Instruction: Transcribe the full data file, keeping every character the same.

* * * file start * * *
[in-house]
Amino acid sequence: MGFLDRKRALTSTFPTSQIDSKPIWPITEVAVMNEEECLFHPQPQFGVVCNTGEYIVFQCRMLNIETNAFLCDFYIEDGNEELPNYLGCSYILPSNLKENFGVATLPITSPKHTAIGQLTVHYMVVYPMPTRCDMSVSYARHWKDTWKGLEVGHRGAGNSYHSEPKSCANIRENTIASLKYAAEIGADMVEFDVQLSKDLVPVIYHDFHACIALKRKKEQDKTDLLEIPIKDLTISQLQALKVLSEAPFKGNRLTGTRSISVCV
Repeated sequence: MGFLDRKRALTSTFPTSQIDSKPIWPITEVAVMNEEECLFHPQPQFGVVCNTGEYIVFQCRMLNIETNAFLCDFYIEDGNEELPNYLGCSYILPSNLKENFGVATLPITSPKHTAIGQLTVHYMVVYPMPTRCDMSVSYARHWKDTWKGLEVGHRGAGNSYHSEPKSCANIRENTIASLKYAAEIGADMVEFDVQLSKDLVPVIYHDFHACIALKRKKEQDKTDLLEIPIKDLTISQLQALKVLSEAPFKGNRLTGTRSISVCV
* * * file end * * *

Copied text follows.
[in-house]
Amino acid sequence: MGFLDRKRALTSTFPTSQIDSKPIWPITEVAVMNEEECLFHPQPQFGVVCNTGEYIVFQCRMLNIETNAFLCDFYIEDGNEELPNYLGCSYILPSNLKENFGVATLPITSPKHTAIGQLTVHYMVVYPMPTRCDMSVSYARHWKDTWKGLEVGHRGAGNSYHSEPKSCANIRENTIASLKYAAEIGADMVEFDVQLSKDLVPVIYHDFHACIALKRKKEQDKTDLLEIPIKDLTISQLQALKVLSEAPFKGNRLTGTRSISVCV
Repeated sequence: MGFLDRKRALTSTFPTSQIDSKPIWPITEVAVMNEEECLFHPQPQFGVVCNTGEYIVFQCRMLNIETNAFLCDFYIEDGNEELPNYLGCSYILPSNLKENFGVATLPITSPKHTAIGQLTVHYMVVYPMPTRCDMSVSYARHWKDTWKGLEVGHRGAGNSYHSEPKSCANIRENTIASLKYAAEIGADMVEFDVQLSKDLVPVIYHDFHACIALKRKKEQDKTDLLEIPIKDLTISQLQALKVLSEAPFKGNRLTGTRSISVCV